An online resource based on the award-winning nature guide – maryholland505@gmail.com

Archive for January, 2022

Black Bears Giving Birth

It’s hard to imagine at this time of year, but sometime between the last half of January (the full moon in January is often called the ‘bear moon’) and the first part of February Black Bears give birth to between one and five (usually two) tiny, blind, almost hairless, 9-inch long, one-half pound cubs, each about the size of a chipmunk. The cubs are totally dependent on their mother for food and warmth.

Most dens are exposed to the cold air, as they are located under fallen logs and brush, or are dug into a bank. Occasionally they are on the ground with little or no cover; in all of these locations, the mother acts like a furnace, enveloping her young and breathing on them to keep them warm. The cubs do not hibernate, but nap frequently. Like human mothers, Black Bear mothers sleep when their young sleep, and are alert when their cubs cry and let them know that they are in need of attention. (Photo: taken in March of two-month old Black Bear cubs)

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Winter Cutworms Active In Winter

One of the last things you expect to see on top of snow is a caterpillar, but it can happen.  Certain species can withstand the cold of northern New England winters and remain active throughout the colder months. Among them is the “Winter Cutworm,” or larval stage of the Large Yellow Underwing Moth (Noctua pronuba), a relatively common Noctuid (a family of moths that typically has dull forewings and pale or colorful hind wings).

These larvae actively feed on the roots and foliage of plants (grasses, weedy plants and a variety of garden vegetables) through the winter, and on warm days can appear on top of the snow.  They pupate and emerge as adults in spring and early summer. (Photo: Winter Cutworm that appears to have been caught short by a sudden drop in temperature.)


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A Note To Monthly Donors


Bobcat “Sit-down”

If you live where there is an abundance of rabbits or hares, you may have a population of Bobcats as well.  These felines are elusive and shy — setting eyes on a Bobcat is a notable event.  One must, for the most part, settle for signs of their presence and the chances of this are much greater in winter.

Bobcat signs include tracks, scrapes/scat, beds, kill sites (https://naturallycuriouswithmaryholland.wordpress.com/2021/02/19/bobcats-preying-on-rabbits-hares/) and cache sites (see https://naturallycuriouswithmaryholland.wordpress.com/2015/01/21/a-bobcats-white-tailed-deer-cache/) .  Tracks are by far the most common sign.  Occasionally you come across a protected spot where a hunting cat has sat and surveyed the area for prey (see photo). Because time was spent in the same position the details of its tracks can be well defined in the right snow conditions: four toe impressions (one slightly leading) with a large heel pad that often shows two lobes at the top and three on the bottom, and no claw marks.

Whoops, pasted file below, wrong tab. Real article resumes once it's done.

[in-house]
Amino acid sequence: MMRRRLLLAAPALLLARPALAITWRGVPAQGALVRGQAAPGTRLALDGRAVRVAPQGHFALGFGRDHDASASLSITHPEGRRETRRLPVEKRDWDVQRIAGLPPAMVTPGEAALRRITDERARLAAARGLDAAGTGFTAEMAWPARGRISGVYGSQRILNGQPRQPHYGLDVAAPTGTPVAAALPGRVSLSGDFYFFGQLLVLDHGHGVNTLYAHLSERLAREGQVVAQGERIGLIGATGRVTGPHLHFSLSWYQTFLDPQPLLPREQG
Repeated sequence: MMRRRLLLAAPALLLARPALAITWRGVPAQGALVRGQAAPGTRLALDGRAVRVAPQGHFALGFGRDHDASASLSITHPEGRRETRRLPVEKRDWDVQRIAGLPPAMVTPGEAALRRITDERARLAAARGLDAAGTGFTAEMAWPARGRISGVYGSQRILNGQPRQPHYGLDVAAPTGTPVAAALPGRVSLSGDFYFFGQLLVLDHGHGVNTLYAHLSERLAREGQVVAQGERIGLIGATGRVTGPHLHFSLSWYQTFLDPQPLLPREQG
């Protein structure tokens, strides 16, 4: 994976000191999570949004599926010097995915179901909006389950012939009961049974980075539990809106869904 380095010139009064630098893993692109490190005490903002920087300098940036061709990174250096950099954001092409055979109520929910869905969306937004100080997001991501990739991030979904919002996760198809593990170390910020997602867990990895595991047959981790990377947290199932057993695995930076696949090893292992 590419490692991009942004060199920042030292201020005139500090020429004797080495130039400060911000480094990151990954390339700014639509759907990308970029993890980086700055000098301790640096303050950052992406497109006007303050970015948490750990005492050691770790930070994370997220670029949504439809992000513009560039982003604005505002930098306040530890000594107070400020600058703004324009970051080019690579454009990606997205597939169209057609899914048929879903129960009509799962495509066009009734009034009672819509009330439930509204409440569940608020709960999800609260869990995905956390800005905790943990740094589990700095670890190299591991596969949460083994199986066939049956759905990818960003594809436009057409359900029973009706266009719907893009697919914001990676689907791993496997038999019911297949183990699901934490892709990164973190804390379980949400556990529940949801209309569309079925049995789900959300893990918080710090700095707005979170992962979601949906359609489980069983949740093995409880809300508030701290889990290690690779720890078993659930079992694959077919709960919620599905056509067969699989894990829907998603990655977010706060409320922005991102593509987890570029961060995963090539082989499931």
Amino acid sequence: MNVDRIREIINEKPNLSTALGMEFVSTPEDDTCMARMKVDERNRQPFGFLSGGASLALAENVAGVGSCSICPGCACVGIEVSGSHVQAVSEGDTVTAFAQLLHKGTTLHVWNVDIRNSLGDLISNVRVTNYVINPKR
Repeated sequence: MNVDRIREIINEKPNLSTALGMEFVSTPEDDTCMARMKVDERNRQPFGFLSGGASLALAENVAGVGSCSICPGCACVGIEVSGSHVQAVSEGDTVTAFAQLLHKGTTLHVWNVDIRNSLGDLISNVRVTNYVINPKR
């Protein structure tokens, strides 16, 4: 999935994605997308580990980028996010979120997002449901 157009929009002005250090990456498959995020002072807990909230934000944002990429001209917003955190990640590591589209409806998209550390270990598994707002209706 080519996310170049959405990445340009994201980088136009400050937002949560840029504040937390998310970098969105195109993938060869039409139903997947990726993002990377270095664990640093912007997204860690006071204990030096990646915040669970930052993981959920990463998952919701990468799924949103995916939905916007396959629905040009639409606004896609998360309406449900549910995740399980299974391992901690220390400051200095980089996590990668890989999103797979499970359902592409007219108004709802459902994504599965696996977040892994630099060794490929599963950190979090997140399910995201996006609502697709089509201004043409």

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Where Do Common Loons That Breed in New England Spend The Winter?

In northern New England, Common Loons nest and raise their young on inland lakes and ponds.  By late fall, when most of the lakes have started to freeze over, the majority of loons head for the East Coast although some do overwinter on open, inland, freshwater lakes.  Loons that migrate spend the winter in their new, drabber plumage off the Northeast coast where they apparently have no problem adapting to salt water and the change of diet which that entails. 

Predominantly fish-eaters, Common Loons favor yellow perch, pumpkin seed and bluegill in addition to other species of fish, crayfish and aquatic invertebrates.  In the winter they feed primarily on flounder and herring, as well as crustaceans.  Most of their food is consumed under water, but a large fish or crustacean, such as a crab (see photo) or an occasional lobster, is usually eaten after surfacing. One adaption that serves them well in the winter is a salt gland that excretes excess salt that they ingest while feeding in the ocean. 

Just as they have territories on their breeding lakes, many wintering loons return to the same area year after year, occupying a 6-12 square mile “home range” area for the duration of the winter. Common Loons typically stay close to shore and their large size makes them relatively easy to spot. (Thanks to Susan Holland for photo opportunity.)

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